At least £100,000 should be paid to all infected blood victims and bereaved partners across the UK, the chairman of the inquiry into the tragedy has said.
The compensation should be provided “without delay”, Sir Brian Langstaff wrote in a letter to Paymaster General Michael Ellis on Friday.
The chairman said he had made the recommendation in light of the inquiry hearing evidence of “profound physical and mental suffering” caused by the scandal.
The inquiry was established to examine how thousands of patients in the UK were infected with HIV and hepatitis C through contaminated blood products in the 1970s and 1980s.
About 2,400 people died in what has been labelled the worst treatment disaster in the history of the NHS.
In the letter, which accompanies an interim report on compassionate payments, Sir Brian said: “Having considered the submissions and reflected on the evidence this inquiry has heard of profound physical and mental suffering across a wide range of backgrounds, from a diversity of places and in a variety of personal circumstances, I considered it right that I should make this report.”
The compensation should be paid to “all those infected and all bereaved partners currently registered on UK infected blood support schemes, and those who register between now and the inception of any future scheme,” he added.
There are 2,007 core participants in the inquiry who are infected or affected, but it is not known whether all of these people will be eligible for compensation.
Research is still ongoing to reach estimates for the total number of surviving infected blood victims.
Sir Brian apologised to those who do not fall into either of the two categories of people included in his recommendation, but said the inquiry’s work is continuing and the question of compassionate payments remains open.
“I know that this will be disappointing for some of you who may fall into neither category and I apologise for that,” he said.
The Government does not have to accept Sir Brian’s proposal, but in 2021 Matt Hancock said it would “of course” pay compensation if the inquiry recommended it.
The then-health secretary told the inquiry the Government had a “moral responsibility” to address the impact of the scandal.
A Government spokesperson said it would consider the former High Court judge’s report with “the utmost urgency” and “respond as soon as possible”.
“The Government is grateful to Sir Brian Langstaff for his interim report regarding interim compensation for victims of infected blood,” the spokesperson said.
“We recognise how important this will be for people infected and affected across the UK, and can confirm that the Government will consider Sir Brian’s report and the recommendations of Sir Robert Francis QC with the utmost urgency, and will respond as soon as possible.”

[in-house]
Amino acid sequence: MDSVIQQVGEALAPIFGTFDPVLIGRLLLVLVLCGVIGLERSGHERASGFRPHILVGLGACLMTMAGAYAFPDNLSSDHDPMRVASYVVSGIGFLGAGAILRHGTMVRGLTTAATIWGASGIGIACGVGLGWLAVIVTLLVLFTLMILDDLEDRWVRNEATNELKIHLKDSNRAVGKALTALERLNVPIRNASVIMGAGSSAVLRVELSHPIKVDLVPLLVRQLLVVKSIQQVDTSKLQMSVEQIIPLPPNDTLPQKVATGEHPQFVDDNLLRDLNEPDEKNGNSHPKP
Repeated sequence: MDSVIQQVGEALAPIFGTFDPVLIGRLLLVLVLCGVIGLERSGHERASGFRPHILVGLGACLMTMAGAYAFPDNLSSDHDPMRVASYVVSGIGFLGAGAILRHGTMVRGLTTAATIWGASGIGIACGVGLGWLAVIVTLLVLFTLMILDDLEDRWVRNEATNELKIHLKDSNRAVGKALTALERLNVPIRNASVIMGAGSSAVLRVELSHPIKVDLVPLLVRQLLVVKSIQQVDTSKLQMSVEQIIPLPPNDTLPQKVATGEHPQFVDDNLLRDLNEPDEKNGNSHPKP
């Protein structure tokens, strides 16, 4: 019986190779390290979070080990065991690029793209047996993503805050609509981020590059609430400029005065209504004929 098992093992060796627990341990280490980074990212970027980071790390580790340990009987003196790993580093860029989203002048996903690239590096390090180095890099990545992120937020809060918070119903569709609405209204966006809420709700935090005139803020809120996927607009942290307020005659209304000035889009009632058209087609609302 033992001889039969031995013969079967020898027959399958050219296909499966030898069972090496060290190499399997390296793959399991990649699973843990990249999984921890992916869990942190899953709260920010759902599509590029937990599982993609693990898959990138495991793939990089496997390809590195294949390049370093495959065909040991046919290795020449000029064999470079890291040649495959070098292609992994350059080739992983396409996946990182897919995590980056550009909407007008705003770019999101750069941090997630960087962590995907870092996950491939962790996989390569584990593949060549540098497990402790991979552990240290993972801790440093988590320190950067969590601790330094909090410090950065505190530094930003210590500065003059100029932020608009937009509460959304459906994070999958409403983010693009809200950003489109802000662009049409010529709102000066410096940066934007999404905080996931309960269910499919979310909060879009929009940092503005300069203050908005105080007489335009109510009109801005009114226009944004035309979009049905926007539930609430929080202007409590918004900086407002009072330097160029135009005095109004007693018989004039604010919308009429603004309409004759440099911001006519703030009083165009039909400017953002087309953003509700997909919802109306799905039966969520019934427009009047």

Sue Threakall, whose husband Bob died in 1991 after he contracted HIV following treatment for haemophilia, said victims and bereaved partners were “holding (their) breath” for the Government to “do the right thing”.
“We knew right from the outset that something was hideously wrong,” she told the PA news agency.
“People have said they’re scared to even get excited about (the compensation) because we can’t believe it’s going to happen.
“We’ve been buoyed up so many times then let down – we’ve been made to look like liars, made to look like fools, and the evidence coming out today substantiates what we said all along.
“I am appalled that successive governments have dragged this out for more than 40 years when they knew the truth.
“I hope they do the right thing now. You can’t bring back the dead but you can at least make the lives of the living more comfortable and less stressful.”
The impact of the tragedy on Ms Threakall, who has been campaigning since 1985 to draw attention to the scandal, and her family is hard to overstate.
“My own son said to me ‘I lost both my parents to this – I lost dad to Aids and I lost you to the campaign’,” she said.
“We’re all holding our breath at the moment waiting to see what the Government will do.”
Des Collins, senior partner at Collins Solicitors, who represents families affected by the scandal, said the report was a “welcome development” but compensation had been due for a long time.
“These immediate interim payments for some of the most vulnerable will, at last, provide some financial compensation that many of those suffering have been due for decades,” he said.
“Whilst coming too late for the thousands who have tragically passed away over the intervening years since they were infected, it is a welcome development for some of those still living with the dreadful repercussions of this avoidable treatment failure.”